Sunney Nunney with Gregg Nunney

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Last week saw the 25th anniversary of Red Nose Day.

The brainchild of Richard Curtis has been raising a titter on our telly screens since the late 1980s and has provided us with some of the most iconic comedy moments of all time.

Who can forget Hugh Grant planting a smacker on Dawn French, Joanna Lumley as the first female incarnation of Doctor Who, and Lenny Henry as his alter ego, Theopolis P Wildebeest?

It does amaze me sometimes, however, just how cynical some people can be.

There seems to have been a barrage of criticism thrown at Jessie J for shaving her head and at Radio 1’s Nick Grimshaw and One Direction’s Louis Tomlinson for dying theirs pink and red respectively.

“They’re just shameless self publicists” said one comment that I read, “red hair? Ha ha ha… not!” said another.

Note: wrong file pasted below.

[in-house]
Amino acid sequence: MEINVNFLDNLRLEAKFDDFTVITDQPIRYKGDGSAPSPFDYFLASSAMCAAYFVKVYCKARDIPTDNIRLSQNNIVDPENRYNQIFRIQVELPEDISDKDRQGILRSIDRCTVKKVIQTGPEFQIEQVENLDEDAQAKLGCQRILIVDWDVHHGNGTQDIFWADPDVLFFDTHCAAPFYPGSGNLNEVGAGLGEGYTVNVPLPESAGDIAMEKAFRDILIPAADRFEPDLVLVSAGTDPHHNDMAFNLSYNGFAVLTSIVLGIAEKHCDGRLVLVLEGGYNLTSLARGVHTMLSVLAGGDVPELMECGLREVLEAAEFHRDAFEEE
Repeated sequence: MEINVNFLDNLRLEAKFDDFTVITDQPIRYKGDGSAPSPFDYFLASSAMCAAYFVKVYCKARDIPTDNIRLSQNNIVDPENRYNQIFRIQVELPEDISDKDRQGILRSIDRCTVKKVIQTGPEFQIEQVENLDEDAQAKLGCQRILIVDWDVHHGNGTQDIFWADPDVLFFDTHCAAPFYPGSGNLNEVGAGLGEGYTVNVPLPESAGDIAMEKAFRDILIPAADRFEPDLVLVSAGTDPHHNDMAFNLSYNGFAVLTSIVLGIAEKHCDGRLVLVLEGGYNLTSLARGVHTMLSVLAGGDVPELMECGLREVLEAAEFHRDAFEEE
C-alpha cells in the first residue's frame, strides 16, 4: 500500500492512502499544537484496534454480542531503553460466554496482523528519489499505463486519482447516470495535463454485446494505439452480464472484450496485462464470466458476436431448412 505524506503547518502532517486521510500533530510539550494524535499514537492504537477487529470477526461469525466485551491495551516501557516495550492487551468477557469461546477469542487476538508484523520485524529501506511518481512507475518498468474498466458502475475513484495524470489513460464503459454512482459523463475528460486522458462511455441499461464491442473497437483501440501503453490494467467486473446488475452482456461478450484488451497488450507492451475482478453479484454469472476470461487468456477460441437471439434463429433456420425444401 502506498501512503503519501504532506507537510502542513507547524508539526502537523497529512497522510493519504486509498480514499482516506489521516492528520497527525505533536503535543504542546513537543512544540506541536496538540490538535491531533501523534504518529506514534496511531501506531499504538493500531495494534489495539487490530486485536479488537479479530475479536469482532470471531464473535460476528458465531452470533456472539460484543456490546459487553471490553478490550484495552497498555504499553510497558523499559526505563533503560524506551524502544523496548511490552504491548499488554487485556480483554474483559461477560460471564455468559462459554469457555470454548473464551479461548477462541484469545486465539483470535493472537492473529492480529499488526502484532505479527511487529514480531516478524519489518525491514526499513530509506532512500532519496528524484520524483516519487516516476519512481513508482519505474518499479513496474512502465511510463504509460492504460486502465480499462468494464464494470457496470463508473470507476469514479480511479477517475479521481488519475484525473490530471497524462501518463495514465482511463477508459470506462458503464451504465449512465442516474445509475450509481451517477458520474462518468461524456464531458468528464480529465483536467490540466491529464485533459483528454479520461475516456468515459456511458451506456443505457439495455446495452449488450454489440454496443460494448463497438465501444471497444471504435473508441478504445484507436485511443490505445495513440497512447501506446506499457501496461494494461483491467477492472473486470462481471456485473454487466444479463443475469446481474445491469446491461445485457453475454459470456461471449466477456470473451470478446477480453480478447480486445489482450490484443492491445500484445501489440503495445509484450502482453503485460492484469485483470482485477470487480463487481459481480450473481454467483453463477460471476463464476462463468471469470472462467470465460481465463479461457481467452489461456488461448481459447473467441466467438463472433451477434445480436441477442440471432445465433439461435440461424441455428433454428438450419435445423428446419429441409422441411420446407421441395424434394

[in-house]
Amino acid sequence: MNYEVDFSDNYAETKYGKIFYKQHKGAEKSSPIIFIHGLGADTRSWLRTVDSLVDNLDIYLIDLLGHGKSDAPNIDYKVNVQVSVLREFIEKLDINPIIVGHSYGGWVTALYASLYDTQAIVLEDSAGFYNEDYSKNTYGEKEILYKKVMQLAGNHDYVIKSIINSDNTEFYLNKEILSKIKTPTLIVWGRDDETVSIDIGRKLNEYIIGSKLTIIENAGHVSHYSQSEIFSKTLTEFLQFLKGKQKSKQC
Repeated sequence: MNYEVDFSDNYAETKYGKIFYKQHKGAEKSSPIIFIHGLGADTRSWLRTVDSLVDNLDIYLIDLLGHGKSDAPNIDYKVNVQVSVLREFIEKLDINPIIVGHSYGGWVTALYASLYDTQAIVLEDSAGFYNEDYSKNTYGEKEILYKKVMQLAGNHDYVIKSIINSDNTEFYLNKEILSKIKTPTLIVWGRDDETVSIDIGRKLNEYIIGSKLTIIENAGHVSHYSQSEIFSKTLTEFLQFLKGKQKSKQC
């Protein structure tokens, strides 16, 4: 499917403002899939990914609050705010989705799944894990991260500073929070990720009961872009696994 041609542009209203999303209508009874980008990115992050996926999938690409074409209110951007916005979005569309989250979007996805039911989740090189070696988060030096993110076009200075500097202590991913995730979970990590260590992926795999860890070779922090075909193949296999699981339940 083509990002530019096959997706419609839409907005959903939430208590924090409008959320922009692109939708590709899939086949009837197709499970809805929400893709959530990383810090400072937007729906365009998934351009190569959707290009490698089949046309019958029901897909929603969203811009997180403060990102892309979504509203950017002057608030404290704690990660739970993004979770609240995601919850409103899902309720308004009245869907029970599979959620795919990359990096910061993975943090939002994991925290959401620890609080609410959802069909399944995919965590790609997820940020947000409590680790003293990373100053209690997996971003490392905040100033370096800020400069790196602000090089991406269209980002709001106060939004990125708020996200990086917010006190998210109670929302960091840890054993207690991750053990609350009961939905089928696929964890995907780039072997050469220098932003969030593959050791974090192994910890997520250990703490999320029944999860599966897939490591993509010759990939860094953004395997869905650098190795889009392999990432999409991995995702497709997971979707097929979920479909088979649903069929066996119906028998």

I have to wonder what people’s problem is. Does it matter if a celebrity is getting some publicity out of their actions?

The charity is still going to benefit from it to the tune of thousands of pounds. An act doesn’t have to be selfless to be worthwhile!

I don’t know if you remember an episode of Friends a few years back in which Pheobe tried to commit a completely selfless act.

She couldn’t find anything that she didn’t get something out of – even the deed itself made her feel good about doing it.

The world we live in isn’t perfect and there certainly isn’t such a thing as a perfect person but, rather than cynically raising our eyebrows at everyone who does something we wouldn’t do, I wonder if we’d be best off just getting on with things?

Red Nose Day 2013 raised more than £75m for people in poverty in the UK and Africa.

Jessie J sold a few more albums and One Direction had a number one single. Is that really worth complaining about?